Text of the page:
Kit’s ears warmed and she bowed her head to hide her flushed face.
“Is Clara all right?” he asked.
“Yes, she is just fine.”
“Would it be all right if I visited her during lunch?”
“Yes, yes of course you can. She’d be more than glad to see you. I’m here on another matter. I need your help.” She lifted her head.
“You know I will help if I can.”
“I want to take some stores to the blacks who live with Barun. . . Barung -”
“Barungerin is his name.”
“Yes, to Barungerin.”
“And you want me to take them because you can’t leave the station. Is that it?”
He removed his hat and ran his fingers through his dark hair. It fell back over his ears and the ends bent upwards at his shirt collar. He peered at her as he always did, from under his brow,
still feeling his way around her. He ran two fingers over the ends of the neat moustache on either side of his mouth and replaced his hat.
“In return for your assistance, I’ll cut your hair and give you a shave, if you wish.”
His hand dropped to his waist.
“Are you saying you don't like the way I look, Kit?”
“I'm not saying that at all. But shorter hair would keep you cooler in this heat.”
He placed a hand on his hip and turned his head to the side. He stared unfocused into the distance.
“Well, I guess I can’t pass up the attentions from a pretty lady, and Barungerin and his people would be grateful for the stores. Billy Chan, the cook, would let me buy them from him. He’s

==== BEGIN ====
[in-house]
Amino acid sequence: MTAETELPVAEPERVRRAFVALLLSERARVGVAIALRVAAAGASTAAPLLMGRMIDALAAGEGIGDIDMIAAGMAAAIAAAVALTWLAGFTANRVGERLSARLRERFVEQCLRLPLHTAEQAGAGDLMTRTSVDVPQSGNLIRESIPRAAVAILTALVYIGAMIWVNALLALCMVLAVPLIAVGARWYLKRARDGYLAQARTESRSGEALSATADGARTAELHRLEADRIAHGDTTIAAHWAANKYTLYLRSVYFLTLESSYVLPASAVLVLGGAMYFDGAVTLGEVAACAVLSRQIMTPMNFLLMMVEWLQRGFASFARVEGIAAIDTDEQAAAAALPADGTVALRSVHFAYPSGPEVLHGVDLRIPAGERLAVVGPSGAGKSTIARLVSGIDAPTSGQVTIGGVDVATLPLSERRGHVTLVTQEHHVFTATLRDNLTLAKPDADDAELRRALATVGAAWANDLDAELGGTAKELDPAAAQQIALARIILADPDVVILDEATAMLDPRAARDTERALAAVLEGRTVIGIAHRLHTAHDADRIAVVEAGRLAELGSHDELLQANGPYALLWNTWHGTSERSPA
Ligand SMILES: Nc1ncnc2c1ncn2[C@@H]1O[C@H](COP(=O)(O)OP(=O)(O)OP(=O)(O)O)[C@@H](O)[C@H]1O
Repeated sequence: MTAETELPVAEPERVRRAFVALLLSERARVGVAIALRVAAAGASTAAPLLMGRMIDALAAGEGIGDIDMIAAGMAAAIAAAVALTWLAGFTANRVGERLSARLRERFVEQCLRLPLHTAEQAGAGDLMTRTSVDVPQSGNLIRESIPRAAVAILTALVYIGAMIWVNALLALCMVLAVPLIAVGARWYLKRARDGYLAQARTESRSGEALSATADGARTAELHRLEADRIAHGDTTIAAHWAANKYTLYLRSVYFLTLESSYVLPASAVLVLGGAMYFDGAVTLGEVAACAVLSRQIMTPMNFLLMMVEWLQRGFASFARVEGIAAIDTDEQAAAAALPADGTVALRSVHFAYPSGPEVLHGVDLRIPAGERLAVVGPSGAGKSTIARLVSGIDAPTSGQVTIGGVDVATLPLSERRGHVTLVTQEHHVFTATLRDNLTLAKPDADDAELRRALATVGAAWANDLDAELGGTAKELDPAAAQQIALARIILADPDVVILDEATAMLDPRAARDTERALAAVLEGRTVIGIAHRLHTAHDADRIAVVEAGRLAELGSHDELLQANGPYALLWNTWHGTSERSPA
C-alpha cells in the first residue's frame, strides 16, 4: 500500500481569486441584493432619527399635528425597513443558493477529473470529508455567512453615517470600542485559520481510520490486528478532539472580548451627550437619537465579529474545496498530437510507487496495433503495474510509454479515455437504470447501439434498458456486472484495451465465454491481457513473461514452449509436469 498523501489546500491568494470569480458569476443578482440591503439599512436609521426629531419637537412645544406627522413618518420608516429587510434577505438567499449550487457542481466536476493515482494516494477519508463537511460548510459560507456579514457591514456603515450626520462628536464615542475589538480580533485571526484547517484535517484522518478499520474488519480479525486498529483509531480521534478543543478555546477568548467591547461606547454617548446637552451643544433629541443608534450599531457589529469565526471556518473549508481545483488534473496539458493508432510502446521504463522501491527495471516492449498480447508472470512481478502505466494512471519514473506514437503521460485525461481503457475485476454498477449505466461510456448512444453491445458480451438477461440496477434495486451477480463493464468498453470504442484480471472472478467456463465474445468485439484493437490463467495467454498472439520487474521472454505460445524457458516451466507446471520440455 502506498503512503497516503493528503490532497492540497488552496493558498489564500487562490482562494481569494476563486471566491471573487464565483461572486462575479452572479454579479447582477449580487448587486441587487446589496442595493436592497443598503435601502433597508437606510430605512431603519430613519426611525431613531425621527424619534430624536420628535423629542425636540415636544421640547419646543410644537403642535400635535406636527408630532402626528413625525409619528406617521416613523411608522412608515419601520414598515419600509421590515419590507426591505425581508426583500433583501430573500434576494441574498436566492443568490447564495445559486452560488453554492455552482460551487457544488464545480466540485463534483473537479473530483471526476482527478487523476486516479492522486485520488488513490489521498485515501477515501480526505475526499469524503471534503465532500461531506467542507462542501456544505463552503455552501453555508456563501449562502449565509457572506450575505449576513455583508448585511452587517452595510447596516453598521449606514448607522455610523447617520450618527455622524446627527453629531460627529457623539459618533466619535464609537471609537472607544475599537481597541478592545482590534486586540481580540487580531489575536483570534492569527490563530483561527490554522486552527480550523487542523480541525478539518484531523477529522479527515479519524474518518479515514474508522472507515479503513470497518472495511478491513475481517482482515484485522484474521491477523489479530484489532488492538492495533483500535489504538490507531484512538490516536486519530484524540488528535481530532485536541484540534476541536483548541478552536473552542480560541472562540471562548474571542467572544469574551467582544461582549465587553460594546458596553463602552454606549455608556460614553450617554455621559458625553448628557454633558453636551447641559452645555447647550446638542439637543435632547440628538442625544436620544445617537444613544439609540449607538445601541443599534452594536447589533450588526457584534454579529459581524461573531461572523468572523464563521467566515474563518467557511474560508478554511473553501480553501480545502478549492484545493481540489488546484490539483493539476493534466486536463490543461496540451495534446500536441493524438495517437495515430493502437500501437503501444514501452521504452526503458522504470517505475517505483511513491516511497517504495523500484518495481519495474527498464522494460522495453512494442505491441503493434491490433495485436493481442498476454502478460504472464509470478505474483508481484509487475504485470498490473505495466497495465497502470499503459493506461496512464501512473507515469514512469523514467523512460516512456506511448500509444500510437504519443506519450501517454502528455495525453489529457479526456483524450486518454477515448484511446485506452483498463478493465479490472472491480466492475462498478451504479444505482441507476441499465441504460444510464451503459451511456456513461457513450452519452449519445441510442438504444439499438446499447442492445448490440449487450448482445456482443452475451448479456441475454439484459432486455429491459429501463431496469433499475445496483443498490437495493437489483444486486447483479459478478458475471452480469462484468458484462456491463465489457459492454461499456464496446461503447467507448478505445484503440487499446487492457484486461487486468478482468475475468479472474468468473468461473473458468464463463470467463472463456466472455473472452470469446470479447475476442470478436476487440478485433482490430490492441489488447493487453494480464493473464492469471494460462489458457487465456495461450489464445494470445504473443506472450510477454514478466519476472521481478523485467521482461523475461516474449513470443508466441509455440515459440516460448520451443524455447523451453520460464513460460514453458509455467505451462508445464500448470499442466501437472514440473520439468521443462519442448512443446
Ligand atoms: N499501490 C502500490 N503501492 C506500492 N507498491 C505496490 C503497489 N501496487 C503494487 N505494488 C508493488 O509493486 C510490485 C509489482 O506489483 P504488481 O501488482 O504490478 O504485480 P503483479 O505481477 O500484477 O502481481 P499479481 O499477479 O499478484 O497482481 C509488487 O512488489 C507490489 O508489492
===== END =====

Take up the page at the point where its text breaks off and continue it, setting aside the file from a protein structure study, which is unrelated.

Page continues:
resupplied often enough.”
“Wonderful. When will you be able to get away?”
He turned back to face her.
“Just after supper.”
“I’ll meet you at your tent, with money to purchase the stores.”
“I’ll see you then.”
He winked at her before turning his back to return to his work.
She watched his tall slim figure walk from her before leaving. She was just about to step onto the path leading to the cottage when a man emerged from behind the lime kiln and blocked her way.
She recognised him immediately. He was the police sergeant from earlier in the morning.
“A beautiful day, isn’t it, ma’am?
“Yes, it is.”
She moved to step around him. He straddled his legs across the path.
“Where are you going in such a hurry?”
“I work at the cottage, tending to the sick.”
“What, a bunch of lazy Italians and Irish riff-raff? They’re worse than the blacks.”
She narrowed her eyes. “Anyone who is ill deserves to be treated with kindness, Sergeant.”
“In my experience, if you show those people kindness, they’ll have their hand on your breast wallet and your wife in their bed before you know it.”
“I’ve found the people on this station to be most agreeable.”
“Well, you’re a pretty lady ain’t you? Of course the men are going to be good to you, because they want something in return.”
“On that, we must agree to differ, Sergeant.”
"There’s nothing for the likes of you in this place. Me, I came over here for nothing else but the gold. I got free passage for promising to spend three years in the service of His Majesty’s police
force; not a bad trade." He thrust a thumb behind his belt. "Even though I’ve worked my way up to the rank of sergeant, I’m leaving the police and going off to the goldfields in ten months.” He
drew a pipe from the belt, placed the end in his mouth and spoke through clenched teeth. "That's if those lousy Chinese haven't dug every damn piece if it out of the ground by then."
“I have sick people needing my attention, Sergeant. So unless you have a matter you wish to discuss with me, I ask you to kindly get out of my way.”
“I was only trying to make conversation with you. There’s no harm in that now, is there?”
He stepped aside and swept his arm through the air.
Kit glared into his hard, dark eyes. She moved past him and continued on her way.
“I’ll be seeing you around then, Missus.”
Kit felt a cold chill run through her at his words. She didn’t turn around but quickened her step.